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The Native Virginia Creeper Still Popular in American Gardens

In my photos from the California trip I made a few weeks ago, I found an image of the vine called Virginia creeper, climbing up the wall near a window at Francis Ford Coppola’s Inglenook Winery in Rutherford.  The leaves were turning a bit crimson at one spot on the wall, a sign of autumn in the air.

For a long time I thought this native plant was invasive and ought to be avoided.  Now I even see new varieties appearing on the market at the local nursery.

Virginia creeper, or Parthenocissus quinquefolia, an easy to grow vine, has a long history in this country.

The James Vick Seed Company offered it in the company catalog of 1890 under the name Ampelopsis quinquefolia.  The seeds he offered cost only ten cents.  Another name for the plant was ‘American Ivy’ since it was often compared to Boston ivy, which is not a native plant but from Asia.

Today the grower Proven Winners offers  a new variety of Virginia creeper called ‘Red Wall’ which I planted last summer. It, of course, has bright red color in the fall, with blue fruit.  This summer I saw a little growth but I am not worried since I know it takes a while for this vine to reach its potential.  The Boston Ivy I planted took several years to cover a wall.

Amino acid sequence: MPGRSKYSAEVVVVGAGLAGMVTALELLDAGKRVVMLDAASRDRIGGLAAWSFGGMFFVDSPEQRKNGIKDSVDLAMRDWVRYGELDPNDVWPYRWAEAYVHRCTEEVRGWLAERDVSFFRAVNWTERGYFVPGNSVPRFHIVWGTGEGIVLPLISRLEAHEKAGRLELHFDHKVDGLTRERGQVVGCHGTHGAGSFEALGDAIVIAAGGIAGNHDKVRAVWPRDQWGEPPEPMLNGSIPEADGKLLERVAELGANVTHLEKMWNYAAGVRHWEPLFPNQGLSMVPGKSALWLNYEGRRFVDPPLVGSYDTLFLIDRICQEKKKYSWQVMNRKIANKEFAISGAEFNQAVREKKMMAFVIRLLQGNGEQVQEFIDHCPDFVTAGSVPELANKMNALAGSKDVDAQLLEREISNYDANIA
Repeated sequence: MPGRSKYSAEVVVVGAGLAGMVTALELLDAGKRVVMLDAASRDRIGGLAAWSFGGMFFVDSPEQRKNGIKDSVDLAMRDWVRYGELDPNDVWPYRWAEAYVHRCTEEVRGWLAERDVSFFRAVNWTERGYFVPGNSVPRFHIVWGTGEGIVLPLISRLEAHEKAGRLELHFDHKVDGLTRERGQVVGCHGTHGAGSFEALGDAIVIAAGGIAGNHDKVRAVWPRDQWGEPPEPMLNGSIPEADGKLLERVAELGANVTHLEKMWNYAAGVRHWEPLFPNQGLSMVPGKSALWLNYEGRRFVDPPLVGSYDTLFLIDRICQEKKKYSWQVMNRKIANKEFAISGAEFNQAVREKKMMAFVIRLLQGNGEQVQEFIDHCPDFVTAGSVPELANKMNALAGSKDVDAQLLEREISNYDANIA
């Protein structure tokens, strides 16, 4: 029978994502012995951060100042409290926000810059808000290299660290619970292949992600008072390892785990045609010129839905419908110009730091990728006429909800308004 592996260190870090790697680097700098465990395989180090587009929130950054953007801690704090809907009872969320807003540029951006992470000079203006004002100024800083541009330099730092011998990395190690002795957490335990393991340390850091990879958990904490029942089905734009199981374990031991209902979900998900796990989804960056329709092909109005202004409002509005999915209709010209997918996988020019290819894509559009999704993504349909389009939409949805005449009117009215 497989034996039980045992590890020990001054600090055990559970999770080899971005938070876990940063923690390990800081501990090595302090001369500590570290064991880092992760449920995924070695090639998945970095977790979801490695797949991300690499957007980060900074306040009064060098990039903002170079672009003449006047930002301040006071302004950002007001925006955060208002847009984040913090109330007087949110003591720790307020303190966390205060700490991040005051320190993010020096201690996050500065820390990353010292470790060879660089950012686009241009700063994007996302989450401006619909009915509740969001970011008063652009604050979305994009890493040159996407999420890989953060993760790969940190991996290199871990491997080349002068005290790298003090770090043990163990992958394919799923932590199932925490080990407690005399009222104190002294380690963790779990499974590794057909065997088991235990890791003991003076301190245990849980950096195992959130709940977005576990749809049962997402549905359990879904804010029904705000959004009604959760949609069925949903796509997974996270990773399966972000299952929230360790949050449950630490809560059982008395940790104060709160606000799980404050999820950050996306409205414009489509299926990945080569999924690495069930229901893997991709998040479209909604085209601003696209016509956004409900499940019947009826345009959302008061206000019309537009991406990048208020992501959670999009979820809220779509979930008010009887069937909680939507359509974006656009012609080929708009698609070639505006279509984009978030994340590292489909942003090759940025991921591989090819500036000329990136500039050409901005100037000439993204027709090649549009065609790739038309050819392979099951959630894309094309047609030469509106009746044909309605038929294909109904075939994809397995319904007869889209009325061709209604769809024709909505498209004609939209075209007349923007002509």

Virginia Creeper climing the wall here at Francis Ford Copola's Ingkenook Winnery.
The Virginia creeper vine climbs  the wall here at Francis Ford Coppola’s Inglenook Winnery in Rutherford, California.

Even though it is a native plant, American garden writers have long praised the Virginia creeper. In 1903 Mrs. Schuyler Van Rensselaer wrote in her book Art Out-of-Doors: Hints on Good Taste in Gardening, “The Virginia-creeper adapts itself in the most versatile way to supports as it may find, now twining around a fence or lattice and throwing out long free streamers, and now spreading a flat yet gracefully flowing mantle over wide, plain walls.”

Virginia creeper is native to the eastern United States.  Donald Wyman wrote in the 1949 edition of his book Shrubs and Vines for American Gardens: “All turn a vivid scarlet in the fall and are about the first of the wood plants to show fall color. Because of its wide distribution and its general usefulness, it should not be omitted from any list of vines.”

Caution, however, ought guide any gardener thinking of planting this vine. Many gardeners recommend you avoid planting it on a building, but let it grow freely on an outside wall or fence, at a distance from the house. Virginia creeper may harm the clapboards of a house once it becomes established.

I planted the ‘Red Wall’ variety on a stone wall along the road so there is no need to worry about damaging the walls of the house.

This vine resembles poison ivy, but poison ivy has three leaflets that make up the leave, and Virginia creeper has five. The Latin word ‘quinquefolia’ means five.

In my garden I often see Virginia creeper growing wild and spreading along the ledge that covers a great deal of my property.  You can be sure I count the leaves.



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